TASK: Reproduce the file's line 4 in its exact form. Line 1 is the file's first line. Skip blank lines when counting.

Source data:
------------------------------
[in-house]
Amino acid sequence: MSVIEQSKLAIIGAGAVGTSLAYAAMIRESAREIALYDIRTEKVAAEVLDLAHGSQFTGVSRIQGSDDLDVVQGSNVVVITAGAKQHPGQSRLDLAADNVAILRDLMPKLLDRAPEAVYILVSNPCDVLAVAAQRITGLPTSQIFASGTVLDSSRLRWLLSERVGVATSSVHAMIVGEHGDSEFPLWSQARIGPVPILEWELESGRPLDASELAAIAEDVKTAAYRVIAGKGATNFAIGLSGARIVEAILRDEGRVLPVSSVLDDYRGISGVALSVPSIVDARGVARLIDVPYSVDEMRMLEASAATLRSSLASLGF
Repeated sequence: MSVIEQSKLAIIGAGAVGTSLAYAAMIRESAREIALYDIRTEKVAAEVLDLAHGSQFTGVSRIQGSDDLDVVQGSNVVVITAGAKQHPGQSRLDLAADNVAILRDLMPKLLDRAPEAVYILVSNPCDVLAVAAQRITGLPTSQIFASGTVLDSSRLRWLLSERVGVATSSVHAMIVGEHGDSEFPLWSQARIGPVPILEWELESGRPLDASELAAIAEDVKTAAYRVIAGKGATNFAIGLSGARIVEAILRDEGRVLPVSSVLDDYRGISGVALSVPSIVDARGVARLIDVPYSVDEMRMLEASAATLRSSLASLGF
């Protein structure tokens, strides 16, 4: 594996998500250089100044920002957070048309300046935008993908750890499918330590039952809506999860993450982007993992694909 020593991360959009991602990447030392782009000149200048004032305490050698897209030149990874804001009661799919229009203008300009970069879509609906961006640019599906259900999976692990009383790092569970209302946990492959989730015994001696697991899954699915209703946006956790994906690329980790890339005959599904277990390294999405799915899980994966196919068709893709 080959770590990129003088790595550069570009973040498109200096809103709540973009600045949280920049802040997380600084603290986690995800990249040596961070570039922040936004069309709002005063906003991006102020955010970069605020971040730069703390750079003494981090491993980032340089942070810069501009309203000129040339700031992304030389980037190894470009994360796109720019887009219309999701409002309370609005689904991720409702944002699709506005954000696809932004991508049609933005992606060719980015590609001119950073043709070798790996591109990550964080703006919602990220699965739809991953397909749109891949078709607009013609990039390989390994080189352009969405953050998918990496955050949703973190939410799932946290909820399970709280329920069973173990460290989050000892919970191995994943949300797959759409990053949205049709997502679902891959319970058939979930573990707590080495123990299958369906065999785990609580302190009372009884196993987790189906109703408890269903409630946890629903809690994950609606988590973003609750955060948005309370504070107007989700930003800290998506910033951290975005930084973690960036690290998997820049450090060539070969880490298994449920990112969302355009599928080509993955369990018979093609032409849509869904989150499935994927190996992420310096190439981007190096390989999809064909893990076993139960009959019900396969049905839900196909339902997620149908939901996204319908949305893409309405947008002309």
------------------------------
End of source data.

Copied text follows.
């Protein structure tokens, strides 16, 4: 594996998500250089100044920002957070048309300046935008993908750890499918330590039952809506999860993450982007993992694909 020593991360959009991602990447030392782009000149200048004032305490050698897209030149990874804001009661799919229009203008300009970069879509609906961006640019599906259900999976692990009383790092569970209302946990492959989730015994001696697991899954699915209703946006956790994906690329980790890339005959599904277990390294999405799915899980994966196919068709893709 080959770590990129003088790595550069570009973040498109200096809103709540973009600045949280920049802040997380600084603290986690995800990249040596961070570039922040936004069309709002005063906003991006102020955010970069605020971040730069703390750079003494981090491993980032340089942070810069501009309203000129040339700031992304030389980037190894470009994360796109720019887009219309999701409002309370609005689904991720409702944002699709506005954000696809932004991508049609933005992606060719980015590609001119950073043709070798790996591109990550964080703006919602990220699965739809991953397909749109891949078709607009013609990039390989390994080189352009969405953050998918990496955050949703973190939410799932946290909820399970709280329920069973173990460290989050000892919970191995994943949300797959759409990053949205049709997502679902891959319970058939979930573990707590080495123990299958369906065999785990609580302190009372009884196993987790189906109703408890269903409630946890629903809690994950609606988590973003609750955060948005309370504070107007989700930003800290998506910033951290975005930084973690960036690290998997820049450090060539070969880490298994449920990112969302355009599928080509993955369990018979093609032409849509869904989150499935994927190996992420310096190439981007190096390989999809064909893990076993139960009959019900396969049905839900196909339902997620149908939901996204319908949305893409309405947008002309």